Advisors & Life Insurance
A Challenging Relationship
Used Car Pitch or Trusted Advice?
Financial guidance enjoys a rarified reputation, one occupied by matters such as health and career advice. Clients often do not trust aggressive sales tactics or pressure, especially when considering complex investment products.
For too long, life insurance sales have been pushed by commission structures and quotas that have no relevance to sound wealth management. More importantly, life insurance sales are in opposition to an Advisor’s fiduciary responsibilities.
Square Policy, Round Advisory
The onetime life insurance purchase is incongruous with how wealth managers work with their clients. Unlike most investments, on issuance a policy’s attributes are set for the term of the policy.
Traditional policies are static and do not take into consideration unforeseen life events such as changes in career, family composition, financial goals or even future health status.
Life insurance fails to meet the reporting, functionality, portability or forecasting standards of the Wealth Management industry.
Rebalance...But Only Once
Wealth managers rely on account rebalancing to minimize risk, ensure continued stability and adjust to unexpected circumstances such as market forces or account withdrawals. Rebalancing is so common that it is performed continually (daily, monthly, quarterly) on most portfolios.
The life insurance purchase process is, in effect, a single “policy balancing:” a one-time occurrence on application approval. This does not provide for functionality such as margin-based loans, account transfers, dynamic reporting, etc. Furthermore, a policy has no value until it’s approved and that cumbersome approval process can take weeks, if not months.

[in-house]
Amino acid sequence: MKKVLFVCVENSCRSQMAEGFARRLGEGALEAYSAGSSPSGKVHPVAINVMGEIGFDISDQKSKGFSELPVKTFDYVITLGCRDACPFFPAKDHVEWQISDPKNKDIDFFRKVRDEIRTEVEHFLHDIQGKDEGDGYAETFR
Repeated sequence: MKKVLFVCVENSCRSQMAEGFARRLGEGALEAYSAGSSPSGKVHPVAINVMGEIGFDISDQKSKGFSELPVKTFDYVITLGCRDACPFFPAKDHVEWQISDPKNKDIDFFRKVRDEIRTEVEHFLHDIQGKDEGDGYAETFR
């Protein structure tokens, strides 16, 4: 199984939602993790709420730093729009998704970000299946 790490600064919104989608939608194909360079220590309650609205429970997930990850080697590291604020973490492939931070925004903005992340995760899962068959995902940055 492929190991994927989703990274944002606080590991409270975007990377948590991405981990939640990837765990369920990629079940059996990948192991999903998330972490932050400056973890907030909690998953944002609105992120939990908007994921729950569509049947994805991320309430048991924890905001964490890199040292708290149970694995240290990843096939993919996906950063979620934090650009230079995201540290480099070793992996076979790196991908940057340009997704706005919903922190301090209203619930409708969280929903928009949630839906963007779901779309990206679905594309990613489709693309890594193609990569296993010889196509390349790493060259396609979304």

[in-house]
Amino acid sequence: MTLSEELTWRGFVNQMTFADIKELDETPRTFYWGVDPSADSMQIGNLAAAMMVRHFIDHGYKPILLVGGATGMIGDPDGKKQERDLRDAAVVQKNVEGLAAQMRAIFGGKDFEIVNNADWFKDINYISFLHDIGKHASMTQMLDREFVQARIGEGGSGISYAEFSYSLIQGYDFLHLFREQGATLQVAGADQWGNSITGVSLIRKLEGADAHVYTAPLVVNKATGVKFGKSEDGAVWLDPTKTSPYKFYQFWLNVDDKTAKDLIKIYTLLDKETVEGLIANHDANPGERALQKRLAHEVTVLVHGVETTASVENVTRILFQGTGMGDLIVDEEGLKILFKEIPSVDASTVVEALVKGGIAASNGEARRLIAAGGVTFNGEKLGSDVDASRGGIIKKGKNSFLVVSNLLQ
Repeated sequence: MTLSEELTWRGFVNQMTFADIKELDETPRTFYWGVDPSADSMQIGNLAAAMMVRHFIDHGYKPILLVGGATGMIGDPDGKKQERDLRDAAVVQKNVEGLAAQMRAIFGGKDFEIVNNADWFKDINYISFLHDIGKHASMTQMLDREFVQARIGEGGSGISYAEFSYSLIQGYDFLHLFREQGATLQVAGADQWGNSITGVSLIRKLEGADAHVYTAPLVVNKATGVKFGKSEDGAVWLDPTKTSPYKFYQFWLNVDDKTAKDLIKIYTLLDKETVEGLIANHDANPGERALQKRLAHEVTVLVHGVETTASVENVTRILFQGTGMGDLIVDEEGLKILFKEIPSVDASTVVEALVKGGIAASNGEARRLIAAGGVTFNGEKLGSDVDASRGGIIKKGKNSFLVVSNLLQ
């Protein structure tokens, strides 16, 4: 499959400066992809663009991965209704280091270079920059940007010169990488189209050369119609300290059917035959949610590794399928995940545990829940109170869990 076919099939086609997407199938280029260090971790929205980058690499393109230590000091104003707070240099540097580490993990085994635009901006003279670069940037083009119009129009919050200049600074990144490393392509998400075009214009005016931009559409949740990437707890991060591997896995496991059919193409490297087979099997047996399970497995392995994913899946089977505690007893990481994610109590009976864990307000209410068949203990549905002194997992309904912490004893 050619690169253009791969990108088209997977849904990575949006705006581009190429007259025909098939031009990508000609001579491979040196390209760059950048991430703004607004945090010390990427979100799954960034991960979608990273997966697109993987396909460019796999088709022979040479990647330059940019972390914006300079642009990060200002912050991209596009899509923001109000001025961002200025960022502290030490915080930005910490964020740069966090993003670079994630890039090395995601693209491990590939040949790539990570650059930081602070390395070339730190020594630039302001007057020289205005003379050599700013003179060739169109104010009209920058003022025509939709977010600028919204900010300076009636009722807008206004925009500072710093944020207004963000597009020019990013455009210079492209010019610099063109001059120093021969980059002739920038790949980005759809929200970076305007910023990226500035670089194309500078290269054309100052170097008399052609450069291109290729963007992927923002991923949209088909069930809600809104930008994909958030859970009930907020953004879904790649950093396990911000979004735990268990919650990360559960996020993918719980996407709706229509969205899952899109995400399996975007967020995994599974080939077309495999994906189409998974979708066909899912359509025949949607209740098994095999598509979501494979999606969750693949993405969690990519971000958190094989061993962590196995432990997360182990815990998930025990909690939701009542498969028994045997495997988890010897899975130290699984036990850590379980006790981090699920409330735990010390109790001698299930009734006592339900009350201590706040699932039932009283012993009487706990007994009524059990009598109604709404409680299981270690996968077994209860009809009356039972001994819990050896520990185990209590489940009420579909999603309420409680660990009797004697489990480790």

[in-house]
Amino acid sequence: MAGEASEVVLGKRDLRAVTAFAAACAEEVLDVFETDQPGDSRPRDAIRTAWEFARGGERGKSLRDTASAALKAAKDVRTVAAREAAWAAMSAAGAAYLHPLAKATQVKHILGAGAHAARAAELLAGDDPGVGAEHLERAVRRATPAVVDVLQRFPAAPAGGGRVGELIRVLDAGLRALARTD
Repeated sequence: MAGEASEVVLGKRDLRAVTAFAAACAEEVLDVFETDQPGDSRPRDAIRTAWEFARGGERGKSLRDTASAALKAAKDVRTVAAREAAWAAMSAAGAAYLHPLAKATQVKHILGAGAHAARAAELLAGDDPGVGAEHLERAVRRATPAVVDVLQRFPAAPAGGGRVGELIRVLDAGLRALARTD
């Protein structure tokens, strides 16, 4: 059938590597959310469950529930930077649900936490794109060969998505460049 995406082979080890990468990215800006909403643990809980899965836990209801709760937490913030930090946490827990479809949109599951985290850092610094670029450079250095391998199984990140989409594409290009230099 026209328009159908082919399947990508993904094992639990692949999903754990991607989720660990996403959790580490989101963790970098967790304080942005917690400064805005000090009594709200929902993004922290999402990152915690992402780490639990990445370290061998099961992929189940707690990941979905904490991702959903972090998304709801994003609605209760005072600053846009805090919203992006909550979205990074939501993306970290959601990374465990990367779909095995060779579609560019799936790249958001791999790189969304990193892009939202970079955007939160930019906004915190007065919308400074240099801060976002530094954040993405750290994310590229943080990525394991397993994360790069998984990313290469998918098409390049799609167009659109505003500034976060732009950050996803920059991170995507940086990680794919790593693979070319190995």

Continual valuation (rebalancing for the insured) makes life insurance accessible on demand instead of on approval.
Most policies are priced and purchased based on a solitary, static snapshot of the insured’s health status. Once a policy is issued, there’s an inherent lack of visibility of future performance. The individual’s future risk state, for better or worse, is not considered.
Legacy life insurance does not adequately address that the present and future are inextricably linked and are continually changing.
Not Net Worth, But Worth Something?
Life insurance is not traditionally viewed as a component of a client’s net worth. A policy is seen as only having supplemental or contingency value. In fact, most wealth managers place life insurance in the “other asset” pool.
This is an anomaly within the financial planning industry: for taxation, collateral and estate planning purposes, life insurance is considered an integral part of net worth. When a policy is effective, it has real value.
Hard to Activate
Life insurance presents unique challenges for Wealth Managers and their clients. Beyond the agency, licensure, staffing and workload demands on the Advisor, clients face a lengthy, complicated and often expensive application process.